‘Indians Prefer Pedigree Dogs But Know Little About Pet Ownership’

Gargi Sen, a Kolkata-based documentary filmmaker, says the middle class often scoffs at native dogs and shirks their responsibilities as a pet parent. Her views:

Large cities contain several cities within themselves, often distinct from each other, with well defined boundaries and cultures, at times language too. Kolkata has several such pockets. It is a city with a large population that defies imagination. The fault-lines that carve out the city are not visible easily unless you know what to look for. And the prism to view might not be the city at all. I found a prism in the dogs of Kolkata.

The ‘Mahanagar’ is strangely kind to its population of street dogs. I say strangely because I have not encountered this level of care and compassion anywhere else. At the opposite end are pedigree dogs kept by the middle class. And this too is strange because I have met very few middle-class families who keep Indies, or rescued, as pets. It is a prestige issue really!

I have five ‘rescue dogs’ and two cats. The cats came with me from Delhi but the dogs got added here. I was looking for a dog as I was living alone, and cats, though the most lovable companions, are no good with strange noises or disturbances. They run away. My friends brought Star (Tara) to me from Bombay. A few months later, my neighbour, Soma, asked if I could keep two dogs in the gallery outside my home. They have to be kept tied and once they settle in, they can be let loose. It didn’t work.

I couldn’t bear to have the two dogs tied up. The gallery is open to the elements. Moreover, two street dogs live near my home. Elderly and lovable, they would get disturbed with this new element. Laali and Tara had spent their entire life being tied under the Gariahat Bridge. They are delightful companions. Mahadeb had been abandoned twice. A big dog with sad eyes, he behaves like a pup. Finally, Bagha. He was abandoned outside my house by his owner. Initially, I let him be outside and only fed him. But my neighbours didn’t like him at all and he faced violence. So, he joined my menagerie.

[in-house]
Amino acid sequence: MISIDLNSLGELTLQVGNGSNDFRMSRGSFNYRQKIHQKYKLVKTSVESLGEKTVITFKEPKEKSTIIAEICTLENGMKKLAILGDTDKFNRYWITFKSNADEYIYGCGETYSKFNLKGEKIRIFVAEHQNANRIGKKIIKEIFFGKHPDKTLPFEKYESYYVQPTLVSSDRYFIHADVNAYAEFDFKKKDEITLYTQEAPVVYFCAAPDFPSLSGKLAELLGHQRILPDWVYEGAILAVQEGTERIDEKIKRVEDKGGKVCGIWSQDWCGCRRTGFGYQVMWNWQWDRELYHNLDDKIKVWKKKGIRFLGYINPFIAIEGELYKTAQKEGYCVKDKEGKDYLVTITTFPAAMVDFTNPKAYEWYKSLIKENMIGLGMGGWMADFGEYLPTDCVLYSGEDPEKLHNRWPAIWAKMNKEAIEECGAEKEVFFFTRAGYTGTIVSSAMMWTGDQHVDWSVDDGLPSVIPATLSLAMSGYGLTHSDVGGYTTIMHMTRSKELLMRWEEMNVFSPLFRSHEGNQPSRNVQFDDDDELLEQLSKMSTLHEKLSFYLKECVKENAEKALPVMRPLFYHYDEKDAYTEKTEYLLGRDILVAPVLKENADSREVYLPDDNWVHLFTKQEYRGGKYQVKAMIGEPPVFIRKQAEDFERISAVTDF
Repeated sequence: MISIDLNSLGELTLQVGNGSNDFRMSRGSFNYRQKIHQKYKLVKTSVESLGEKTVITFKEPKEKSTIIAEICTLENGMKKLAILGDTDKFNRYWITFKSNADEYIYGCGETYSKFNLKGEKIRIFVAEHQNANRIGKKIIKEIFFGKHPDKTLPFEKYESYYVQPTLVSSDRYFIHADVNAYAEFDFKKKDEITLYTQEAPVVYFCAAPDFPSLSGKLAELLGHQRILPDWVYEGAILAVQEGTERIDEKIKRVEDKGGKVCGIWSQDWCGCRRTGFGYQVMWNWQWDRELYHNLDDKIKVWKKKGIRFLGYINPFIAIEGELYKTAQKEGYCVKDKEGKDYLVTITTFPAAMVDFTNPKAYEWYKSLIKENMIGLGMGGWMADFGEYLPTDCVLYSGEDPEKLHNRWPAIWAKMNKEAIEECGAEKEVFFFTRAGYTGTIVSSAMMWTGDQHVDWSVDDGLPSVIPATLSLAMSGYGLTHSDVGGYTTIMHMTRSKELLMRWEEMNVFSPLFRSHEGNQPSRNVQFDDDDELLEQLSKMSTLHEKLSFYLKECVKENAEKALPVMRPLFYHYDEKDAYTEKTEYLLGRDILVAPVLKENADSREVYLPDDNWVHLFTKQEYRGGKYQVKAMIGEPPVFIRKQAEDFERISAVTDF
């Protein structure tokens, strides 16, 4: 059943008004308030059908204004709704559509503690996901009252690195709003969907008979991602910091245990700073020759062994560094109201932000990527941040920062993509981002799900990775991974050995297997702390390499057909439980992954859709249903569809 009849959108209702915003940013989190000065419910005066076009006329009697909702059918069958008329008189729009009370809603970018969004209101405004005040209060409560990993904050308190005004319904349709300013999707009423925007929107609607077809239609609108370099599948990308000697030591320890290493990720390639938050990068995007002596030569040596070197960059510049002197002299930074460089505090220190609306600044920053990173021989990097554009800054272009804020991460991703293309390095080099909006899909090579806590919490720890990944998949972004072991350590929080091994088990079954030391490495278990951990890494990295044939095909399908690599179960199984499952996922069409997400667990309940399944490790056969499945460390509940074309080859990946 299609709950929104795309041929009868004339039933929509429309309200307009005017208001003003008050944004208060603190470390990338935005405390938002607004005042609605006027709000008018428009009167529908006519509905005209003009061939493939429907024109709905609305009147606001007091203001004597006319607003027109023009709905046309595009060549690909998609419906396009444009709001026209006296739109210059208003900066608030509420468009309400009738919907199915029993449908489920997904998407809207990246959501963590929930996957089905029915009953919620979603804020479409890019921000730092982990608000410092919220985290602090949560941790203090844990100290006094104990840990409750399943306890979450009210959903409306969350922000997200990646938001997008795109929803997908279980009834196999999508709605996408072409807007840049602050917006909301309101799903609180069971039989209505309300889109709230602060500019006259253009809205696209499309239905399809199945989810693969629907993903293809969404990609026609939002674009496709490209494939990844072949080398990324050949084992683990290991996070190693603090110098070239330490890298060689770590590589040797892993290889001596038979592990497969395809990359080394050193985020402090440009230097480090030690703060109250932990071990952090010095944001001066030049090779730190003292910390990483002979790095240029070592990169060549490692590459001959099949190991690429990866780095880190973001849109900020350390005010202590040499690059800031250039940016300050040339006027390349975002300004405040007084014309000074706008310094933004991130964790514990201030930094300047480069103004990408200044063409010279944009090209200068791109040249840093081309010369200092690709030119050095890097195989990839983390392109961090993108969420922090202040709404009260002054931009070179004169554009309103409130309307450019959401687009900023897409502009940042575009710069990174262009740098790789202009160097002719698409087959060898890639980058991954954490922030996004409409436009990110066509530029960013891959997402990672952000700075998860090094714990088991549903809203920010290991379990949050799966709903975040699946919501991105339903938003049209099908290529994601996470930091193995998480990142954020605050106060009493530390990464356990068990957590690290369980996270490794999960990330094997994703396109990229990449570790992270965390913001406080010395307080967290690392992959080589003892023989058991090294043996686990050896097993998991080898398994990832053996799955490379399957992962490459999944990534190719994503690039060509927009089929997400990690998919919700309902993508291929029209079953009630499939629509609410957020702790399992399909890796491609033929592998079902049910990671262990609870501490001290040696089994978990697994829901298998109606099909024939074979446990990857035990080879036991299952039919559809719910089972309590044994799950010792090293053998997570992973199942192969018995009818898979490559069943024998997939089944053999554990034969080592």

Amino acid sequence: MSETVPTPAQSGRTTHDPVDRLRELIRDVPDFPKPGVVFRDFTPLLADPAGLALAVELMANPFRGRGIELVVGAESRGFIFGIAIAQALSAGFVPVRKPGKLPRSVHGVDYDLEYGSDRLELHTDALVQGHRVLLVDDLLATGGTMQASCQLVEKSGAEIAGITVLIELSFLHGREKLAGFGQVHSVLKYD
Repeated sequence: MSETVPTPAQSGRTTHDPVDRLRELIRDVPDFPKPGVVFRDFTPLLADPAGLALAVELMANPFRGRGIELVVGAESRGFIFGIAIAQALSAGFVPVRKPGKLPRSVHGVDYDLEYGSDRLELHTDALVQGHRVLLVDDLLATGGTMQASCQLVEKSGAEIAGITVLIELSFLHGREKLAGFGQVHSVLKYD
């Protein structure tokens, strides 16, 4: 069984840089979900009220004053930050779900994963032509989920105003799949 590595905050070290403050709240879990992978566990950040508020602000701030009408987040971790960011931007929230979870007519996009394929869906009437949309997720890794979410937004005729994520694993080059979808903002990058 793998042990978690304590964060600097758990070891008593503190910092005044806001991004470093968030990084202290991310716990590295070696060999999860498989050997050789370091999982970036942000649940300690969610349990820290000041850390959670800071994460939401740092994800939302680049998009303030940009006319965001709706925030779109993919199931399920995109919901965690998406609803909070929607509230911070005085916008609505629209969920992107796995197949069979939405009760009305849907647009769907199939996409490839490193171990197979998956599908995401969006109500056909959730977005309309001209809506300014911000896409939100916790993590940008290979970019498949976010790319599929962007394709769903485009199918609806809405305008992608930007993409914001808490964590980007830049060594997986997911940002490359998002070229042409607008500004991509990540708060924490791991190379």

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I brought in a dog-trainer, consulted my friend Aaron in Delhi, who is an animal behaviour specialist, and I read. The Hidden Life of Dogs by Elizabeth Marshall Thomas opened up the mysteries of dog-behaviour. I found this to be the most useful of the lot. The advice went against the grain of popular beliefs and very soon my dogs settled in and by and large became easy, happy and obedient who lived in harmony with each other and the two cats. Actually, the cats rule the roost.

The pejorative term for street dogs in Kolkata is Neri Kutta. My neighbours are offended that I keep Indies. My sister-in-law’s friends complained to her about my strange behaviour, living alone and keeping street dogs. My immediate neighbour snarled at me: “Why do you keep Neri Kutta? Can’t you keep ‘good’ dogs?” His wife threatened to send Mafuza, my house-help, to jail. Yet, this gentleman is silent when members of the ISKCON, behind my house, sing so loudly, and tunelessly, with drums, at ungodly hours. Or, during the Navratras, the Ved Bhawan held all-night singing sessions with instruments, on a mic, and periodically raised the battle cry of ‘Jai Shri Ram’. He neither snarled nor protested. In fact, the quietude of the ‘bhadralok’ residents was loud indeed. Not a peep in protest!

The middle class keep pedigree dogs, bought with obscene amounts of money. Dog-walkers walk these pet dogs mostly, though there are exceptions. Most dogs are muzzled to stop them from smelling or eating the garbage. No one carries a poop scoop, which, in Delhi, is a law. I used to carry one but people laughed so much that I stopped. Therefore, these entitled pets of the entitled, take a dump anywhere, on the road, pavements, in front of doorways. The dog-walker is not bothered. Indeed, the classist behaviour of the entitled middle class is adding filth to this already filthy city.

As told to Amit Sengupta

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